Six months after Vancouver City Council approved a plan to transform the Cambie Street corridor, homes in the area have nearly tripled in value and some residents fear development will ruin the neighbourhood.

Last May the council passed a plan to bring 15,000 more people into the Cambie Street corridor through mid-rise development.

Then last month a block of 10 homes along Cambie Street near 41st Avenue sold for $3.4 million each — nearly three times their previously assessed value.

Neighbours say they're growing tired of being pressured to sell by developers and real estate agents.

Janice Douglas says she expects a six-storey building will soon be overlooking her single family home.

"We've got people looking in our back yard, looking in our bedroom, and we will never see the trees again — nor will we have any more sunshine," Douglas told CBC News.

Many residents don't want to move and feel ignored by the city as developers move in, looking to tear down the single family homes, she says.

"People come here for the beauty. Well the beauty is rapidly disappearing," said Douglas.

Canada Line driving changes

City planner Brent Toderian says he appreciates the concerns and the city is trying to cool down land speculation in the neighbourhood.

Toderian says the city has been meeting with developers and realtors to discuss land transactions after getting wind of some very high deals negotiated in the months after the Cambie corridor plan was approved.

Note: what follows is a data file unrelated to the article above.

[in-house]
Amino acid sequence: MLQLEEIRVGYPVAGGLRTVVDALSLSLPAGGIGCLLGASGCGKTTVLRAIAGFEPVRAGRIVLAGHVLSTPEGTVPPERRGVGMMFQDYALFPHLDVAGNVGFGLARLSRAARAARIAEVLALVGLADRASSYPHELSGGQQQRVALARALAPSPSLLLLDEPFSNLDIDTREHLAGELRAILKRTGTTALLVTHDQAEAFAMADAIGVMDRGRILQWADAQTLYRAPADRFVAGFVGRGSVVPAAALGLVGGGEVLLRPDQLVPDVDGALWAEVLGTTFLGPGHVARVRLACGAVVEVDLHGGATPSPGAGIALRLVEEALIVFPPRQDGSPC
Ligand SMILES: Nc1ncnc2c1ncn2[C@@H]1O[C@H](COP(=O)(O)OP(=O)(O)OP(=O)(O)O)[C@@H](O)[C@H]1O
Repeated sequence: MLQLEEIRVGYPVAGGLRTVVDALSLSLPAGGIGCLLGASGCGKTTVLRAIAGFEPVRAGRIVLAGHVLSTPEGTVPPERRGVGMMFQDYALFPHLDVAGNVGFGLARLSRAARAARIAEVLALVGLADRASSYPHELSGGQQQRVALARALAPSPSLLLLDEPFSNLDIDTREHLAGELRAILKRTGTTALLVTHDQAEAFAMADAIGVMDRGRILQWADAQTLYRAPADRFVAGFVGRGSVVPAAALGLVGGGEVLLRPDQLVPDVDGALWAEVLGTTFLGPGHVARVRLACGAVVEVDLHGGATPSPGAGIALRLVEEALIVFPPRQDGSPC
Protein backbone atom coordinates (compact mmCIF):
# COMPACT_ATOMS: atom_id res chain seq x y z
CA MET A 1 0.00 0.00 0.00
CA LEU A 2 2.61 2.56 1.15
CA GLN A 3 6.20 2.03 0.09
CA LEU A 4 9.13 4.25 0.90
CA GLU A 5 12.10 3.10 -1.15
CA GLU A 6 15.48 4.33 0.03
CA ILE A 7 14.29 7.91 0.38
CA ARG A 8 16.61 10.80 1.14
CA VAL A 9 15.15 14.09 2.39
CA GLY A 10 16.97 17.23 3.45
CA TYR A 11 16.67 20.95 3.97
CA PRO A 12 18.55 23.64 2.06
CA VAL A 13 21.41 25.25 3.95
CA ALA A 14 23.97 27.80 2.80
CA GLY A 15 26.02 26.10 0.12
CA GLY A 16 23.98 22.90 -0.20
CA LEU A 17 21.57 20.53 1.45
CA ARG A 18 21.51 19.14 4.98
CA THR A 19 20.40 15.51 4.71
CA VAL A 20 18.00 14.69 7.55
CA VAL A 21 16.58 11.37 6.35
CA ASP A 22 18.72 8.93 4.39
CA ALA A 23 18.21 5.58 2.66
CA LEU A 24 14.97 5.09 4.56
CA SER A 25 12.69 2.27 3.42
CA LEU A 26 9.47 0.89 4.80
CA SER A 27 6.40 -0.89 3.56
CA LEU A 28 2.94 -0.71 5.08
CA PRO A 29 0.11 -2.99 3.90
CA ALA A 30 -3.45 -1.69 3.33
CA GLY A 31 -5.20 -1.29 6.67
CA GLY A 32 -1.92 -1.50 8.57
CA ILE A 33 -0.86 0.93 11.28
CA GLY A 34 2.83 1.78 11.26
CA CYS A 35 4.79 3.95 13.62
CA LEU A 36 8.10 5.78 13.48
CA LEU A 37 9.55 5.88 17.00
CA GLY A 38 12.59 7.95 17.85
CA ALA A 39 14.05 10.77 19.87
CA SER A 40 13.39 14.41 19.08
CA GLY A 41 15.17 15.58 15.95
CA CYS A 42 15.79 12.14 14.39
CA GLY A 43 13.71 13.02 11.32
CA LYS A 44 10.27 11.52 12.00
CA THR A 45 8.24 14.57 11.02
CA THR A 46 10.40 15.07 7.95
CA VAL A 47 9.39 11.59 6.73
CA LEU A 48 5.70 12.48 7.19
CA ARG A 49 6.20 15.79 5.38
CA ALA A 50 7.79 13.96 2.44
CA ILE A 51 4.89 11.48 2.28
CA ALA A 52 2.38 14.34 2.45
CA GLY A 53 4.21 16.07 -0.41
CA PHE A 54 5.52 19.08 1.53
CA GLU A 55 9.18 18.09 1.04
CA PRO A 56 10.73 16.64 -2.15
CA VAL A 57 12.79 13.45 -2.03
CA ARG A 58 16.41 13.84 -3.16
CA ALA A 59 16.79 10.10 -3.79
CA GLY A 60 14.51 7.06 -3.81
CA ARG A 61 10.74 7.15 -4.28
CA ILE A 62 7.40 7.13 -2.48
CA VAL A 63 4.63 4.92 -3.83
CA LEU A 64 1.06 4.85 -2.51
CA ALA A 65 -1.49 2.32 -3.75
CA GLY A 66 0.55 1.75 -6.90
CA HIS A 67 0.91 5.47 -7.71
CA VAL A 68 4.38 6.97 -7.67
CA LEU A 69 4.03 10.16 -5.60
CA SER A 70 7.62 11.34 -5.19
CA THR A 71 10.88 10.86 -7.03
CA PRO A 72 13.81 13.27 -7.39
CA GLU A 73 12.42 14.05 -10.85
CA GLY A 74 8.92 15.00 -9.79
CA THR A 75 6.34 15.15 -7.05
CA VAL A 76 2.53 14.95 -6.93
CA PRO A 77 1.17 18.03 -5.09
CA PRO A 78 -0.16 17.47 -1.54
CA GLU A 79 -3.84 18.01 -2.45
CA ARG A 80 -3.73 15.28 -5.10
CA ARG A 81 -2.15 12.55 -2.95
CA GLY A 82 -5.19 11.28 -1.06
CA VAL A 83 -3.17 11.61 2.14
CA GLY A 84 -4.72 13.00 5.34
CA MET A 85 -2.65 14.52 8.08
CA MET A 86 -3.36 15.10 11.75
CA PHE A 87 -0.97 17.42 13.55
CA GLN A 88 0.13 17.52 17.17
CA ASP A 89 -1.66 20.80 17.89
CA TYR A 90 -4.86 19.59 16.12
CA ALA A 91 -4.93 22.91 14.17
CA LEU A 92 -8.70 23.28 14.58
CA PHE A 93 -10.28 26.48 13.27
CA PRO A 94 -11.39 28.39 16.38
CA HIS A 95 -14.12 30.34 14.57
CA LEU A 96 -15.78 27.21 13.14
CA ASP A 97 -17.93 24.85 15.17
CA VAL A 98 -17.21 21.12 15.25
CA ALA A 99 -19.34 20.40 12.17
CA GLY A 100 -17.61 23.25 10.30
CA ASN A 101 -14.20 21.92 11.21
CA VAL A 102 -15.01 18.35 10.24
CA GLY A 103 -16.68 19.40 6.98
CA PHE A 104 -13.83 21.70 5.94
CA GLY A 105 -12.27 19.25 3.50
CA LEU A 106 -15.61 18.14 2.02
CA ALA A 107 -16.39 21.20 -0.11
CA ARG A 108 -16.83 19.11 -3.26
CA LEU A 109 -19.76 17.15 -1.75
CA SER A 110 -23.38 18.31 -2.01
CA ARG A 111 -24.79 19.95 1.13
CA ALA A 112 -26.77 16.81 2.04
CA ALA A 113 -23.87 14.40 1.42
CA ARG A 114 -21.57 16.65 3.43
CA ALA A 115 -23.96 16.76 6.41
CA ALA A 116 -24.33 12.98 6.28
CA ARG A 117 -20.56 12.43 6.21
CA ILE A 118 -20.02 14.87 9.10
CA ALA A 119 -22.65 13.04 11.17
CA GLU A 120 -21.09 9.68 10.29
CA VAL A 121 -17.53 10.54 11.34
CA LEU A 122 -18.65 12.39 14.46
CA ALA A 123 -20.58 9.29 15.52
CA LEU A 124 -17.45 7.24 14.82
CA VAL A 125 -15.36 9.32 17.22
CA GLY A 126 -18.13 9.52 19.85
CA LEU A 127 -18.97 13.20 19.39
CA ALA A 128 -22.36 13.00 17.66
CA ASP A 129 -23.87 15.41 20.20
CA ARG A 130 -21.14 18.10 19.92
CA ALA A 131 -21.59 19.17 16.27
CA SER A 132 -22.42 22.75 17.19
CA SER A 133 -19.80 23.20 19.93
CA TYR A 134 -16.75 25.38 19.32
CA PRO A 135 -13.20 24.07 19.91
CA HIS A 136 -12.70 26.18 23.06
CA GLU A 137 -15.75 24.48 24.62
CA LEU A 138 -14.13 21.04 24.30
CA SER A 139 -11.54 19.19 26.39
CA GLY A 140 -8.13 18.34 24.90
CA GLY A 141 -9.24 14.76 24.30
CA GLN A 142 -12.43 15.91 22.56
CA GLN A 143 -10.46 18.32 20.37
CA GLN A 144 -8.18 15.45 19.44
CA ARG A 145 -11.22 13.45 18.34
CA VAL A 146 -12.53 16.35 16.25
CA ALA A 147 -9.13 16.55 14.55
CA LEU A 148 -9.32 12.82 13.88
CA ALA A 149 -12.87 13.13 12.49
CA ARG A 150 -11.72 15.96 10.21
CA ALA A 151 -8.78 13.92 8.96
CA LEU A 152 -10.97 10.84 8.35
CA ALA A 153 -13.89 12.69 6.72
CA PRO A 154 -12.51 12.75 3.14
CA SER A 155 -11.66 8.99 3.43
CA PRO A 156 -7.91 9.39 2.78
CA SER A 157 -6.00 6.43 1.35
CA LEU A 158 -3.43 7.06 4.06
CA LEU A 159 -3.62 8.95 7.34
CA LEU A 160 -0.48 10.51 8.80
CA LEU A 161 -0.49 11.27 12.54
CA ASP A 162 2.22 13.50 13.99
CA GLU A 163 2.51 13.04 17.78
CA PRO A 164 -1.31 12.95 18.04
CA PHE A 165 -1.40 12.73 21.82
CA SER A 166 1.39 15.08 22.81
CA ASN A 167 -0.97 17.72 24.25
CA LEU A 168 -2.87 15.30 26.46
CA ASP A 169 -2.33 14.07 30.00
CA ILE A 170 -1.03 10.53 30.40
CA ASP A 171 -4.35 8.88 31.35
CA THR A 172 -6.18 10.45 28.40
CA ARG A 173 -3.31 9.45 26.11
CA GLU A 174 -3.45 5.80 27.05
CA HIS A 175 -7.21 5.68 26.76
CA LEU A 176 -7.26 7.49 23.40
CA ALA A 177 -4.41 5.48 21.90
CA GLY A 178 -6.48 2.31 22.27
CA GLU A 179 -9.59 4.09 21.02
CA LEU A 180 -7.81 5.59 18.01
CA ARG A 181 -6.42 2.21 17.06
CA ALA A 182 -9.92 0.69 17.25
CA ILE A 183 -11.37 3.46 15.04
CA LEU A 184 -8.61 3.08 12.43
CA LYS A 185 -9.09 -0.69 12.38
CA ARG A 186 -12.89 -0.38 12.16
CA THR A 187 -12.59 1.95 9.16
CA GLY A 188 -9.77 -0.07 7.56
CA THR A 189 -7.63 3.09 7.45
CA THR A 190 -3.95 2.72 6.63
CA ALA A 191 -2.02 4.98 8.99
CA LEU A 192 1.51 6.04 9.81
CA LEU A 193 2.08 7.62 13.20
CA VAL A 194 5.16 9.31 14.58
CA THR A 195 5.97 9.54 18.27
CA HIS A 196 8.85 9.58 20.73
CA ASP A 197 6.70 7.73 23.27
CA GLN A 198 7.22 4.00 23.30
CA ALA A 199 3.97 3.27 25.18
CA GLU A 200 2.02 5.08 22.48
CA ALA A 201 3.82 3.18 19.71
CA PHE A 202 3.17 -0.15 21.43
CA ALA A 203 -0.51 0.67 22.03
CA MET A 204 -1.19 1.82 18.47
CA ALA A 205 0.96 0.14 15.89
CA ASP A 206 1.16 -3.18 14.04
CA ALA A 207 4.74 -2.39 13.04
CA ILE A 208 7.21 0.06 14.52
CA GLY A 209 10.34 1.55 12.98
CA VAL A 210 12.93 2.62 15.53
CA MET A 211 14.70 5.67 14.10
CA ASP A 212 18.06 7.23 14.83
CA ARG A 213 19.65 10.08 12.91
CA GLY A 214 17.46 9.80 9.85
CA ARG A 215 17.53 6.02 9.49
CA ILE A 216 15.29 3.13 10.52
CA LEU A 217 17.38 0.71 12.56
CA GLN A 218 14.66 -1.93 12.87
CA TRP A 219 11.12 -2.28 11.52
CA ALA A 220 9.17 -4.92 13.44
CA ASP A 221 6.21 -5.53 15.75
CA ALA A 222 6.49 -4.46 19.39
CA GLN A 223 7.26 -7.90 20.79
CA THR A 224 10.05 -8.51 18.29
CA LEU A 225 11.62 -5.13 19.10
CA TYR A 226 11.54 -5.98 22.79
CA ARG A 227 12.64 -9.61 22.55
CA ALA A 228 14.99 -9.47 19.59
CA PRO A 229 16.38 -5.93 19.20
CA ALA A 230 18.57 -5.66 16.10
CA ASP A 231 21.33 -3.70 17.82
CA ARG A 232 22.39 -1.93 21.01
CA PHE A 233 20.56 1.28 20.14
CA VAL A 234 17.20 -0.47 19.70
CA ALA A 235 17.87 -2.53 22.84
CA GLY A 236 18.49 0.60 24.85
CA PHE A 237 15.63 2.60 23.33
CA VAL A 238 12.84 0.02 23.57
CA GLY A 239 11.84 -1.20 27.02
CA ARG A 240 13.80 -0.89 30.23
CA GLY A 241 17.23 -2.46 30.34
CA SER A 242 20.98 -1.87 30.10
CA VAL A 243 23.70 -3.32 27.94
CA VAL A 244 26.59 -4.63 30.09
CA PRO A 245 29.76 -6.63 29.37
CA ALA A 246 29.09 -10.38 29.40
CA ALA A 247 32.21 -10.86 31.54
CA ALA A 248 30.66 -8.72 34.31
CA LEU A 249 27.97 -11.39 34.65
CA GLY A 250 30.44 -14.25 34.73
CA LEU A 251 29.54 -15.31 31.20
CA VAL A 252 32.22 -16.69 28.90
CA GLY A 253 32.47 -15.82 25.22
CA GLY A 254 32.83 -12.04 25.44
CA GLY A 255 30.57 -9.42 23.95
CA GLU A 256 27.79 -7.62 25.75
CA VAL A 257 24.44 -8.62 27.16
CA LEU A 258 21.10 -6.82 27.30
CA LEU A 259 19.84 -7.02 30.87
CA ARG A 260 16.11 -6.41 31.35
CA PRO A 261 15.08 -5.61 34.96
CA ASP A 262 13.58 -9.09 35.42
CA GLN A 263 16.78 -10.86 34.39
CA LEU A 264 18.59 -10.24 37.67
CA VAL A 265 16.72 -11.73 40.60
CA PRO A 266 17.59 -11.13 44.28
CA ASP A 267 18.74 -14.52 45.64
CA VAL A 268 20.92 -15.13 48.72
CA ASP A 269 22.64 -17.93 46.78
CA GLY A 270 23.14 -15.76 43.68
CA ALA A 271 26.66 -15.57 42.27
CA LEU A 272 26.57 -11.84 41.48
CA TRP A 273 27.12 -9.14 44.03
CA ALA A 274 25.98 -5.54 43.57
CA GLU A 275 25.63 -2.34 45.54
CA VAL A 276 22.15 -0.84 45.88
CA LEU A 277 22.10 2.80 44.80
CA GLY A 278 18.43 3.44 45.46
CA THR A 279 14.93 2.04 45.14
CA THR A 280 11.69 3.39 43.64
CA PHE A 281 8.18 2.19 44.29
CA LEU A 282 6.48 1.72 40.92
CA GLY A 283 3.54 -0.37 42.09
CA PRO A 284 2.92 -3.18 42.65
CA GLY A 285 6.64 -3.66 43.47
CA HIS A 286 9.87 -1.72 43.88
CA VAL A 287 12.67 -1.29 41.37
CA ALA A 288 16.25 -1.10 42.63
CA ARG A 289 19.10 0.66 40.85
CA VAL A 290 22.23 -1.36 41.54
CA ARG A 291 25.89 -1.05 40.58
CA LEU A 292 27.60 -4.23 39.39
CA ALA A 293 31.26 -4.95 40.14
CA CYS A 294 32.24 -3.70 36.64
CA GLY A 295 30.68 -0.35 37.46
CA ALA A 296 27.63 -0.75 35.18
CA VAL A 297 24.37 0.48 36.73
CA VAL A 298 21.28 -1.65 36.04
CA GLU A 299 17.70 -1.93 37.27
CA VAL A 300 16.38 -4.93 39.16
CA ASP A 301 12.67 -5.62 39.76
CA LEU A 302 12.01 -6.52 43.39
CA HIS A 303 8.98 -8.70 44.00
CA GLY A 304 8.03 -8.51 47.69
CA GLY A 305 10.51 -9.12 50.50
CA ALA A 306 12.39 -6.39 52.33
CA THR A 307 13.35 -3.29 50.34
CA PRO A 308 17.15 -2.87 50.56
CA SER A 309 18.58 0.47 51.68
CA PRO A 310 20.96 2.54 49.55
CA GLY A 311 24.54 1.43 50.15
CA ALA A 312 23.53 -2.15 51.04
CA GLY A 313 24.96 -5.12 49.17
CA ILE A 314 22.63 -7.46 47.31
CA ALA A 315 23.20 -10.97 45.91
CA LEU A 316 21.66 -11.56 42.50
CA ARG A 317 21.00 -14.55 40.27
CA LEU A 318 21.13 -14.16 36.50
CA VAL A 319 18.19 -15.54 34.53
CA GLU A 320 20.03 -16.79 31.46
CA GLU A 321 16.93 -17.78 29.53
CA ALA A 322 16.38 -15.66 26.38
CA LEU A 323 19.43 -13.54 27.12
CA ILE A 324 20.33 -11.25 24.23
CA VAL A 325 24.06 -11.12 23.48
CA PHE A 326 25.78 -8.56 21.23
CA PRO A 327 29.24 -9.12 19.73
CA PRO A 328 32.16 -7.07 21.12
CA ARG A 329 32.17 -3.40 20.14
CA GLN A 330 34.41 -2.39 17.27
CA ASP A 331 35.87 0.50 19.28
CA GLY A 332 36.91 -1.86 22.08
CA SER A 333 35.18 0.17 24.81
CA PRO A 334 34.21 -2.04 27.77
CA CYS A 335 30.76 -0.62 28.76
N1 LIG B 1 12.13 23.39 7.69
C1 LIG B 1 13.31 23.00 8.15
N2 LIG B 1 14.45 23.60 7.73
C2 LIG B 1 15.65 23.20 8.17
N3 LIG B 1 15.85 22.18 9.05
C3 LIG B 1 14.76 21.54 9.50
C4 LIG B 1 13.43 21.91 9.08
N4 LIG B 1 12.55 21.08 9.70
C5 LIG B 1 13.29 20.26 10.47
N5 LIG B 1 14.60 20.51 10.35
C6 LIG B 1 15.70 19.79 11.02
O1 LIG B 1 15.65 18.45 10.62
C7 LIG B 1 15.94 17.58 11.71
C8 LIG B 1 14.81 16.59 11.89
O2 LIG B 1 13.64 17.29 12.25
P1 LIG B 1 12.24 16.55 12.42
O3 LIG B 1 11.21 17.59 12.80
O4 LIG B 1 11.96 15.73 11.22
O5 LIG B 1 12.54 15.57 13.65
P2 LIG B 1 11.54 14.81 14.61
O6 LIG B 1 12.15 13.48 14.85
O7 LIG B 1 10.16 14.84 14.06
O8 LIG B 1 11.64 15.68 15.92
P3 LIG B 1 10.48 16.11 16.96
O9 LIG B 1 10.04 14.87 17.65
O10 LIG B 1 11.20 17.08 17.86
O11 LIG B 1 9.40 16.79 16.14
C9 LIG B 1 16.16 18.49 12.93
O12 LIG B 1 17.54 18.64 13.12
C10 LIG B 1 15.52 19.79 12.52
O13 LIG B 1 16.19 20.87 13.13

5100 Cambie Street

Cambie Street

He says the final prices didn't appear to have factored in community amenity contributions the city negotiates with developers in order to pay for infrastructure and services associated with increased density

"People were overpaying for land — thus we sent messages out into the marketplace to say you're going to have to adhere to the expectation of the plan if you wish to succeed in development."

But he says having a new rapid transit line running through the neighbourhood means changes are coming and the city's plan has the community's support.

"Canada Line is a change maker and so yes — there will be some folks, and to my ear they are the minority — but there are going to be some folks that are unhappy about that," he said.

"But most people recognize the logic and inevitability of transformation once you've put in a piece of infrastructure like Canada Line. The vast majority of people we heard from were very positive about the plan."

Toderian expects construction along the corridor to begin in late 2012.

The Cambie corridor plan allows buildings up to 12 storeys in height, and leaves room for them to go even higher around the Oakridge Mall near 41st Avenue and at the southern end of Cambie Street near Marine Drive. 

Preliminary plans for the 825,000-square-foot Marine Gateway Project next to the Marine Drive Canada Line station have already received city approval. It will include two residential towers with more than 400 units as well as a cinema, food and drug stores.